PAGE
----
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9.1 Overview of Clusters and Personality Disorders

Section Learning Objectives

  • Describe the symptoms associated with each cluster A personality disorder.
  • Describe the epidemiology of cluster A personality disorders.
  • Describe the treatments for cluster A personality disorders.

9.1.1 Overview 

In order to be diagnosed with any personality disorder, the individual must exhibit a pervasive and long-lasting pattern of inflexible behavior that violates cultural norms and is manifested in at least two of the following four areas: distorted thinking patternsproblematic emotional responsesover- or under-regulated impulse control, and interpersonal difficulties. While these four core features are common among all ten personality disorders, the DSM-5 divides the personality disorders into three different clusters based on symptom similarities. The pattern of behavior must persist since adolescence or early adulthood and must result in significant distress or impairment. Without distress or impairment, the pattern should be considered a personality trait rather than a disorder.

9.1.2 Cluster A 

Cluster A is described as the odd/eccentric cluster and consists of paranoid personality disorder, schizoid personality disorder, and schizotypal personality disorder. The common feature of these three disorders is social awkwardness and social withdrawal (APA, 2013). Often these behaviors are similar to those seen in schizophrenia.  In fact, there is a strong relationship between cluster A personality disorders among individuals who have a relative diagnosed with schizophrenia (Chemerinksi & Siever, 2011). However, the symptoms of cluster A personality disorders tend to be less extensive and less impactful on daily functioning relative to those experienced in schizophrenia.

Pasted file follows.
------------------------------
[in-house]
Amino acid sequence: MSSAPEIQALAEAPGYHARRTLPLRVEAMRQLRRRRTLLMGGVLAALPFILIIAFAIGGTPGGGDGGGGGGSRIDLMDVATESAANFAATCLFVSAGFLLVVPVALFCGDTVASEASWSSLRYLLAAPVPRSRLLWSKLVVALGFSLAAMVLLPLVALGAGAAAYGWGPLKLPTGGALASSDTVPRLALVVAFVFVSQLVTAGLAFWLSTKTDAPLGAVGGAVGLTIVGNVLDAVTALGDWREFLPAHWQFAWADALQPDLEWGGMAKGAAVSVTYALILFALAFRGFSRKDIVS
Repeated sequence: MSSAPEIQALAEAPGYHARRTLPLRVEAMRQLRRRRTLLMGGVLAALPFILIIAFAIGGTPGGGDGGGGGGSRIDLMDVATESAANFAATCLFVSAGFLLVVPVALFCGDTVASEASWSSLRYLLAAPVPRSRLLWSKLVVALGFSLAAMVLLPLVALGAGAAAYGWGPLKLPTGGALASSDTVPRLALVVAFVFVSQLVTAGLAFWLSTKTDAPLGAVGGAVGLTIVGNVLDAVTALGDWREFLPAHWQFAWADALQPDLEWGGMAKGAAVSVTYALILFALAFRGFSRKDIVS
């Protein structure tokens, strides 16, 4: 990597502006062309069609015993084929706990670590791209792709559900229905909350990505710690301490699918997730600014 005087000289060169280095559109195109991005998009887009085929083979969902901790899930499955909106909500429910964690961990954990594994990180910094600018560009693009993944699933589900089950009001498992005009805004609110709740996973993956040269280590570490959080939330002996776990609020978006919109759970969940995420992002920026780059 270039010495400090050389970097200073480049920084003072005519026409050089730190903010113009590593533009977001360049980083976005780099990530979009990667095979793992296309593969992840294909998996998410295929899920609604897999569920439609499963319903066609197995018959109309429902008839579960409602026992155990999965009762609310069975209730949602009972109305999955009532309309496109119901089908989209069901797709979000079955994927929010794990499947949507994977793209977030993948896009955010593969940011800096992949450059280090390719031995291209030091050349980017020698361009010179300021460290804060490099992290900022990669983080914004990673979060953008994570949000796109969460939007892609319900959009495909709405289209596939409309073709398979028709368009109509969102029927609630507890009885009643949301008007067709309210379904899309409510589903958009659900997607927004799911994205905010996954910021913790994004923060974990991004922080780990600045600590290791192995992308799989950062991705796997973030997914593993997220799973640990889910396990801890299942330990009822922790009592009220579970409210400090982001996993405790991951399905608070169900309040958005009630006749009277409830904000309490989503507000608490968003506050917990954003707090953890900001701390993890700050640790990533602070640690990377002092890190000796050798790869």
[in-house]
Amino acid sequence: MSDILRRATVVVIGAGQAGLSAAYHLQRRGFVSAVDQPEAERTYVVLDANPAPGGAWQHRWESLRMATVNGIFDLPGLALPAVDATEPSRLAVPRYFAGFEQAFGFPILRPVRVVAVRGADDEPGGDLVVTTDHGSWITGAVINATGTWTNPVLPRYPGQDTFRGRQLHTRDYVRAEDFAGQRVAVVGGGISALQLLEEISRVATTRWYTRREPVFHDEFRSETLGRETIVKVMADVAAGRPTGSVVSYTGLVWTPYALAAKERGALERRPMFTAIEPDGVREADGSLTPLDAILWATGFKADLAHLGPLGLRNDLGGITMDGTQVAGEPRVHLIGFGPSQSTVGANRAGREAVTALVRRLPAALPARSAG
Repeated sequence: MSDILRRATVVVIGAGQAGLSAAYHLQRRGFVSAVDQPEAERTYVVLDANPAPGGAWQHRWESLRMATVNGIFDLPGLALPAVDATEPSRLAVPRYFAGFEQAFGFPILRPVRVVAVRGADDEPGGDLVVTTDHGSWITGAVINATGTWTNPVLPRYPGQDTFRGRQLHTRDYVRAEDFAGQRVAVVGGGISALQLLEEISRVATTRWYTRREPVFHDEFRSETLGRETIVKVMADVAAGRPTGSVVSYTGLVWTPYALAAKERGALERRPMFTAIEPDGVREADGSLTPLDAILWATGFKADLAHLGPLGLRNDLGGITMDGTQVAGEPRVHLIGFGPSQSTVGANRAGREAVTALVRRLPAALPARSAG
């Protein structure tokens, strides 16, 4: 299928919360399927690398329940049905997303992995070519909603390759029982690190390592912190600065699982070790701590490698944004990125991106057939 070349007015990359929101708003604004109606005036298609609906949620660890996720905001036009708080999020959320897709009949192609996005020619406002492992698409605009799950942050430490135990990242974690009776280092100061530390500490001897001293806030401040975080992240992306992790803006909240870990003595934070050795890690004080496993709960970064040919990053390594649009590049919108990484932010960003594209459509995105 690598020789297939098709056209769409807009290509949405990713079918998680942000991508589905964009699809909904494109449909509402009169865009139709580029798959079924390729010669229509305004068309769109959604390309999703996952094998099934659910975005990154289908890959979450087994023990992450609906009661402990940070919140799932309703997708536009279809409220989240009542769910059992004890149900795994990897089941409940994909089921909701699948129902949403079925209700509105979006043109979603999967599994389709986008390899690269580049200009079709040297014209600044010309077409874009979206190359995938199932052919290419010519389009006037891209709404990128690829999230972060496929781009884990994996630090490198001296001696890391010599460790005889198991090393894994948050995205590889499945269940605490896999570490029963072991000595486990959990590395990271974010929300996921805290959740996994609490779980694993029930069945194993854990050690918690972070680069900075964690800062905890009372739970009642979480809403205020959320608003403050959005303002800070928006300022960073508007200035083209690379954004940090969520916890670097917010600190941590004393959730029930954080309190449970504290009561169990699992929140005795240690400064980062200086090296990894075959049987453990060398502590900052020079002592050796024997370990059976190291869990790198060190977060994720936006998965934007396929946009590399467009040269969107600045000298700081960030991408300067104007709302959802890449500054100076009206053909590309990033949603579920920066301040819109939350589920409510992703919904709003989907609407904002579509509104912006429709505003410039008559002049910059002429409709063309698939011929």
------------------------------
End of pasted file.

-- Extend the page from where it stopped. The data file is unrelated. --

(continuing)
9.1.3 Cluster B 

Cluster B is typically described as the dramatic, emotional, or erratic cluster and consists of antisocial personality disorder, borderline personality disorder, histrionic personality disorder, and narcissistic personality disorder. Individuals with these personality disorders often experience problems with impulse control and emotional regulation (APA, 2013). Due to the dramatic, emotional, and erratic nature of these disorders, it is nearly impossible for individuals to establish healthy relationships with others.

9.1.4 Cluster C 

Cluster C is characterized as the anxious/fearful cluster and consists of avoidant personality disorder, dependent personality disorder, and obsessive-compulsive personality disorder. As you read through the descriptions of these disorders, you will see an overlap with symptoms of anxiety and depressive disorders. Likely due to the similarity in symptoms with mental health disorders that have effective treatment options, cluster C disorders have the most treatment options of all personality disorders.

 

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